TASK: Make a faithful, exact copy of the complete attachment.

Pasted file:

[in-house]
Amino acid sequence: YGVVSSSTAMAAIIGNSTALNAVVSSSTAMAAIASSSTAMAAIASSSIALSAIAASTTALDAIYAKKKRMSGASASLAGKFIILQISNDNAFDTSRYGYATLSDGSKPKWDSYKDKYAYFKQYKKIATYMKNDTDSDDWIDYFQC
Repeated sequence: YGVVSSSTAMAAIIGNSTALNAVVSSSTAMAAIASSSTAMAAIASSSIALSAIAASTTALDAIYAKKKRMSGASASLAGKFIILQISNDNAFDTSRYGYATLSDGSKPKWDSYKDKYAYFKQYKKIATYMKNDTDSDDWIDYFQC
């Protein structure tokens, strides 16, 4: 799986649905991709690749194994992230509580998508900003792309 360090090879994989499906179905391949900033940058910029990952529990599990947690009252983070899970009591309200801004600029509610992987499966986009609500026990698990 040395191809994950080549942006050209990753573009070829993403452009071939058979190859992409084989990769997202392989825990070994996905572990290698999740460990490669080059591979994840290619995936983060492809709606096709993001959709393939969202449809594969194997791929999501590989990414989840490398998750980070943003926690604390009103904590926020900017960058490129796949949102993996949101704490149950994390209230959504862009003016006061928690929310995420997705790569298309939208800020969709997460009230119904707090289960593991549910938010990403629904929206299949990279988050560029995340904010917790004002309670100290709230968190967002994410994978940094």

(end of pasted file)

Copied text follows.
[in-house]
Amino acid sequence: YGVVSSSTAMAAIIGNSTALNAVVSSSTAMAAIASSSTAMAAIASSSIALSAIAASTTALDAIYAKKKRMSGASASLAGKFIILQISNDNAFDTSRYGYATLSDGSKPKWDSYKDKYAYFKQYKKIATYMKNDTDSDDWIDYFQC
Repeated sequence: YGVVSSSTAMAAIIGNSTALNAVVSSSTAMAAIASSSTAMAAIASSSIALSAIAASTTALDAIYAKKKRMSGASASLAGKFIILQISNDNAFDTSRYGYATLSDGSKPKWDSYKDKYAYFKQYKKIATYMKNDTDSDDWIDYFQC
């Protein structure tokens, strides 16, 4: 799986649905991709690749194994992230509580998508900003792309 360090090879994989499906179905391949900033940058910029990952529990599990947690009252983070899970009591309200801004600029509610992987499966986009609500026990698990 040395191809994950080549942006050209990753573009070829993403452009071939058979190859992409084989990769997202392989825990070994996905572990290698999740460990490669080059591979994840290619995936983060492809709606096709993001959709393939969202449809594969194997791929999501590989990414989840490398998750980070943003926690604390009103904590926020900017960058490129796949949102993996949101704490149950994390209230959504862009003016006061928690929310995420997705790569298309939208800020969709997460009230119904707090289960593991549910938010990403629904929206299949990279988050560029995340904010917790004002309670100290709230968190967002994410994978940094």